C: What is one of your favorite political sketches?
ST: Well, I like the one where you have Nancy Reagan and Barbara Bush having tea at the White House when the Reagans are leaving…
C: And Nancy Reagan’s is grasping on to the furniture for dear life in an attempt not to leave and you see security dragging her out. It felt so real! But I have to admit I found it hard to laugh at some of the Dubya sketches with Will Ferrell saying strategery. Even though it was really funny it was hard to laugh because of how true and sad the whole thing was.
ST: You’re really bringing down the room.
C: You’re right. Clearly, if I were a sketch I’d be cut. One of my absolute favorite sketches, I have to admit was the first Debbie Downer where Rachel Dratch starts breaking up in close-up. I still makes me scream.
ST: Part of the reason that one was so memorable is that there really isn’t a sketch where everyone is breaking up. In that one, everybody is losing it. I think six or seven people.
C: What are some of the memorable ones for you?
ST: Well, probably the best and most famous was the Chevy Chase-Richard Pryor sketch that was about racism. It was written by Richard Pryor’s writer Paul Mooney because they felt that Pryor’s humor was not going to represented on the show.
C: That is one of mine too. It’s less funny than wonderfully true and real satire. I also LOVE Dan Aykroyd playing Julia Child cutting her finger while preparing a chicken and bleeding to death onscreen.
ST: If we’re going to go there I have to mention The Claudine Longet Invitational Ski Tournament where people competing get shot by her while skiing down the slope.
C: I remember they had to apologize for that one. And for those who don’t know about it, they can look it up.
ST: I also loved The Sweeney Sisters.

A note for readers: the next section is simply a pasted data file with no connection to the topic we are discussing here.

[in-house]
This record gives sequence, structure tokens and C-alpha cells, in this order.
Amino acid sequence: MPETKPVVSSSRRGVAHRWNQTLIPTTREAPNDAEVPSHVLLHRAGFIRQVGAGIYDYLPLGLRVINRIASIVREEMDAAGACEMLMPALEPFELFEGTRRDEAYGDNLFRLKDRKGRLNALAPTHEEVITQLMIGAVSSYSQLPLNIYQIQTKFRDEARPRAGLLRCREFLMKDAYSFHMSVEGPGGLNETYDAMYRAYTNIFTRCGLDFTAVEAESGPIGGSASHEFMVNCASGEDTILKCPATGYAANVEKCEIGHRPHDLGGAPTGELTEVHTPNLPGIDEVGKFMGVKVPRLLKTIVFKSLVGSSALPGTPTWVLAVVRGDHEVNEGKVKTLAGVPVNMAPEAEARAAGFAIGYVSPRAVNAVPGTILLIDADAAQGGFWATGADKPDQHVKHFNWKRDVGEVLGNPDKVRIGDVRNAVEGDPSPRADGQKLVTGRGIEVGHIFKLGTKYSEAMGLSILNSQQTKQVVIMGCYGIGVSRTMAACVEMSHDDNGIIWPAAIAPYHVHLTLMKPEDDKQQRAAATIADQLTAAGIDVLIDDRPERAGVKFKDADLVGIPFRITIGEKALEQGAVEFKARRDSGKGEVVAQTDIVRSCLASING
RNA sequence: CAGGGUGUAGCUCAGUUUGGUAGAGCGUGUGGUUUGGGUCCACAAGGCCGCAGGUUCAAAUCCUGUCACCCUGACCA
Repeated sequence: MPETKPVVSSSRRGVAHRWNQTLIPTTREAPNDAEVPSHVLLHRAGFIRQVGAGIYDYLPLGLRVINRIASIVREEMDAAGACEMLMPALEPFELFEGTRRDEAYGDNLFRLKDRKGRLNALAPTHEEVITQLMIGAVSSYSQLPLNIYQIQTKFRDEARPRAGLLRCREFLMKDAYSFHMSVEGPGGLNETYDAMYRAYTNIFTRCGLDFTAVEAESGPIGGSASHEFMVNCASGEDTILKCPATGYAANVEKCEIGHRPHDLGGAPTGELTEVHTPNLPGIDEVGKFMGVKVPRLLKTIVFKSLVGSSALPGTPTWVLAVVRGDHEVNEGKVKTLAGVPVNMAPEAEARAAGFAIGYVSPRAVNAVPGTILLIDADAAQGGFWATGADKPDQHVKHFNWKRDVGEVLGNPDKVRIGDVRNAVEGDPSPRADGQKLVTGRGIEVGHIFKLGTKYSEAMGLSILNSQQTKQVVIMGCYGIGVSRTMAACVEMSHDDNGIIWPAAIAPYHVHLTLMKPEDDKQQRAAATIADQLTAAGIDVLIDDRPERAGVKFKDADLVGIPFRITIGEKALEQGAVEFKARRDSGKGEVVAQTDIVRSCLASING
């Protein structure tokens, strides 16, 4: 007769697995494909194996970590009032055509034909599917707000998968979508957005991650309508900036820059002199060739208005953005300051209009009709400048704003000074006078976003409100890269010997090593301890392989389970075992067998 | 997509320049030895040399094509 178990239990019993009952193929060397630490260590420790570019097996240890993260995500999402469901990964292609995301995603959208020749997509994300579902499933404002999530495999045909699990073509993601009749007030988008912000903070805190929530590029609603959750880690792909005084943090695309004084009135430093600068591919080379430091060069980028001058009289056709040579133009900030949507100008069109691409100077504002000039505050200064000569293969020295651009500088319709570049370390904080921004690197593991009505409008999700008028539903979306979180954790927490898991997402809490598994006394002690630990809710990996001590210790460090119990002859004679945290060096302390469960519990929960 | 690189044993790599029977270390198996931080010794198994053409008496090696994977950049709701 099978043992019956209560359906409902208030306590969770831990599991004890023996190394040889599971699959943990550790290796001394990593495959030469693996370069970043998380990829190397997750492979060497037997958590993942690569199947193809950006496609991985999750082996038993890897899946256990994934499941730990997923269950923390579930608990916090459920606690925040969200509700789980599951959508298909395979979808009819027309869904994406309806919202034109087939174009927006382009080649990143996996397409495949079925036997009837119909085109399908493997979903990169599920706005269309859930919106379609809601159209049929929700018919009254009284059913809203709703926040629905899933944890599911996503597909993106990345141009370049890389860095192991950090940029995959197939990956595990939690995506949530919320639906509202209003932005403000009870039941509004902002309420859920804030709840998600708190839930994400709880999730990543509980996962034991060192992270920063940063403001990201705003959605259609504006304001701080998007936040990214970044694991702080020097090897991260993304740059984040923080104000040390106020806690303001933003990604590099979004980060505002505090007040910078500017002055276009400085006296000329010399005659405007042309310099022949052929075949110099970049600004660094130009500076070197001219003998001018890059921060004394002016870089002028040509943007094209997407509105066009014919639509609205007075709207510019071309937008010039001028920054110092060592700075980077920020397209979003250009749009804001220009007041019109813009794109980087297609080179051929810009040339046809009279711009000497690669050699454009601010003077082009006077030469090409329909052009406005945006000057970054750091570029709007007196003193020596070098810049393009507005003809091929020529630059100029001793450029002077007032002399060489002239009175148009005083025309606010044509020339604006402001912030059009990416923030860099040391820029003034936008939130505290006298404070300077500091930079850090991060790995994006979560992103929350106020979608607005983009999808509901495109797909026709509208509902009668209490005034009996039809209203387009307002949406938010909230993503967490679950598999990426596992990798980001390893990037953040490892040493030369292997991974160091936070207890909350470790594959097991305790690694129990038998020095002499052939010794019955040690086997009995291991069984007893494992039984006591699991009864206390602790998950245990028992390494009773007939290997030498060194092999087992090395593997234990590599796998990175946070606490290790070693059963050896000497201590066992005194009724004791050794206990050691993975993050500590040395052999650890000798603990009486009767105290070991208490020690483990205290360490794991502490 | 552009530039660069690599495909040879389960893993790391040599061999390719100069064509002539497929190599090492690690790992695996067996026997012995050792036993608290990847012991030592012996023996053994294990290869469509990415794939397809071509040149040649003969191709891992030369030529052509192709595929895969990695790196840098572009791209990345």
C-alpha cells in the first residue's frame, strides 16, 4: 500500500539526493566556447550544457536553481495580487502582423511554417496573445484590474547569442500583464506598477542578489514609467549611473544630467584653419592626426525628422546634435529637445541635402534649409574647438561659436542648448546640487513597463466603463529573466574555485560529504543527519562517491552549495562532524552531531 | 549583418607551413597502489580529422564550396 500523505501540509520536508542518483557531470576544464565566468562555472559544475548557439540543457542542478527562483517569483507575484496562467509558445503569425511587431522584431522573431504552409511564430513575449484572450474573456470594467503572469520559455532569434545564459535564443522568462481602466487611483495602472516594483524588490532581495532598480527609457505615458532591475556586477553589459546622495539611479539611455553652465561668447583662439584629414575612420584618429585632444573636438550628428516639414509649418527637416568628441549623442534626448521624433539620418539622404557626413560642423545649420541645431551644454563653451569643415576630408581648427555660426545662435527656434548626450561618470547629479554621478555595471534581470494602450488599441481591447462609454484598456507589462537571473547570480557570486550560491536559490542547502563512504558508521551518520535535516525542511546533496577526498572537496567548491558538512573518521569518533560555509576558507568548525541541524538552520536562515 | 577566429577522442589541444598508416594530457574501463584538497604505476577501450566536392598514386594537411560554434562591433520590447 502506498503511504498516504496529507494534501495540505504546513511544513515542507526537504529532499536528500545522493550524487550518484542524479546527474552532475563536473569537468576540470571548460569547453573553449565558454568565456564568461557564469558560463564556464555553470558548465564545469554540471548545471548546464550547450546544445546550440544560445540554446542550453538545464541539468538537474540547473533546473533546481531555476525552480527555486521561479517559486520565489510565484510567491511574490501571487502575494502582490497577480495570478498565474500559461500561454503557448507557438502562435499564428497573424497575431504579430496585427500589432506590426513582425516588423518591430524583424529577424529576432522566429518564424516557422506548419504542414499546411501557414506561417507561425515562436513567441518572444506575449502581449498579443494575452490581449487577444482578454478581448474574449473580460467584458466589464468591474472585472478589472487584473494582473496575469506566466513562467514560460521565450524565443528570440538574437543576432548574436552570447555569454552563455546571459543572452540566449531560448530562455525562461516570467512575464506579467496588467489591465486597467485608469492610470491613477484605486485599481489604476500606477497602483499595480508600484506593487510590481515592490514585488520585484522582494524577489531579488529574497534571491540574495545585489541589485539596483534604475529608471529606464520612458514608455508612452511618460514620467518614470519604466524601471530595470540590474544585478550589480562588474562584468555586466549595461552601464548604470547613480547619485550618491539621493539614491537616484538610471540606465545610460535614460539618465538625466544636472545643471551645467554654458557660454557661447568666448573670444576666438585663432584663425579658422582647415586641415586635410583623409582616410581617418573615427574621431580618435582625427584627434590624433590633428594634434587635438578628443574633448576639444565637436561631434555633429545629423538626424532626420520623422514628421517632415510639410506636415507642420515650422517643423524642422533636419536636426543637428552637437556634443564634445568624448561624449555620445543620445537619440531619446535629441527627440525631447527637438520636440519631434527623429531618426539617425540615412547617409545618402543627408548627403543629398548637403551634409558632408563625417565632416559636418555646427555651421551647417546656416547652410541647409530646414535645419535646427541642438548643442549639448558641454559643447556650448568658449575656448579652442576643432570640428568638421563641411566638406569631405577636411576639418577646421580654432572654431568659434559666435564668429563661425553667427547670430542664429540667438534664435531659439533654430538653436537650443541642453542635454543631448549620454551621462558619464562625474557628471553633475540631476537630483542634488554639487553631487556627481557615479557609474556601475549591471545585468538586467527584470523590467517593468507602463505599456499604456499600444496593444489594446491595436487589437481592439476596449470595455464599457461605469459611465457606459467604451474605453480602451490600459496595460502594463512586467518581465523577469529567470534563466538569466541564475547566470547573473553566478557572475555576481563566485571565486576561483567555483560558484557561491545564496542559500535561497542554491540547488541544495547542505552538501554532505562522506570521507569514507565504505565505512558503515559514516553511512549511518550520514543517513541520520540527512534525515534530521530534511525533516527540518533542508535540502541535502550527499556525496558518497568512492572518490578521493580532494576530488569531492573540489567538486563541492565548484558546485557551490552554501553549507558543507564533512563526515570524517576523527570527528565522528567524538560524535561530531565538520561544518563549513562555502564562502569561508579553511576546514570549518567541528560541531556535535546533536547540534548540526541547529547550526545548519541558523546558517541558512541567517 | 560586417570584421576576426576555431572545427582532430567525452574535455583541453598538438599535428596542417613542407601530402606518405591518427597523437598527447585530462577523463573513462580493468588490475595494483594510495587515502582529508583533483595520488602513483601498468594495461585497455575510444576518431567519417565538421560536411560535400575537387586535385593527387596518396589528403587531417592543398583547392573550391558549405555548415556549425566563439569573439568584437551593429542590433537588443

C: Oh My God, Clang, clang, clang went the Trolley. Now you have me thinking of Delicious Dish and Shweaty Balls. Not to mention Maya Rudolph doing Donatella Versace – GET OUT!!!!!!!! Your favorite all time performer – the most unfair question?
ST: Hmmm, I guess it would be Gilda Radner.
C: No fair, she was mine!
ST: The characters she did – Roseanne Rosannadanna and Emily Litella, as well as the Judy Miller Show. They were just very real. And we should also say she had people like Alan Zweibel and Marilyn Suzanne Miller writing specifically for her – that’s why she got so many characters on.
C: I loved Lisa Loopner – the nerdy girl – and her best friend Todd, who Bill Murray played. Especially when he gave her “noogies” and she couldn’t stop giggling. I think I probably related.
C: You were supposed to say – ‘oh no, I can’t imagine how you would relate!’
ST: That was not one of the lines I was given.
C: Best host? I know this one is also unfair.
ST: Hmmm. I would say Steve Martin. His type of comedy seems to best fit the show because it tends to be in smaller bits.
C: Or when he did stuff like the King Tut song, which actually became a hit on the radio. It was sort of like the precursor to viral videos like Lazy Sunday. For me the best host in recent years is probably Justin Timberlake.
ST: He’s sort of the perfect person because aside from being musical we had no idea that he was truly funny. It was unexpected and he was game for anything. Lorne Michaels has said some of his favorite hosts were sports guys because they’re fearless. They’re used to giving their all and don’t care how they look. I mean, who thought Peyton Manning would be funny?
C: Or Charles Barkley. Favorite character? Mine is Stefon. I can’t help it.
ST: Part of the reason Stefon was so good– aside from how great Bill Hader was doing him – was that it was extremely well-written. The amount of items and dialogue John Mulaney, who wrote the sketches, would come up with allowed Bill Hader to not only be great but break up because they’d add one or two things to the list when he’d be doing the show live that he didn’t know about.
C: There’s something about people breaking character in the right way that never fails. So who are some of your faves, other than Stefon?
ST: I’d have to say – The Sweeney Sisters and Roseanne Rosannadanna. I also thought in terms of characters, Mike Meyers did some of the most incredible work.
C: Rather than discuss them perhaps we should end with them. Since apparently his Dr. Evil is partly based on Lorne Michaels – who started SNL to begin with.
ST: Mike Meyers has said that isn’t true. That just vocally it only sounds like him because they are both Canadian. But it is his favorite character.
C: Well, I’ve learned something new. You are a fountain of information.
ST: Are you being snide?
C: Me? Certainly not. I am not an SNL character. Yet.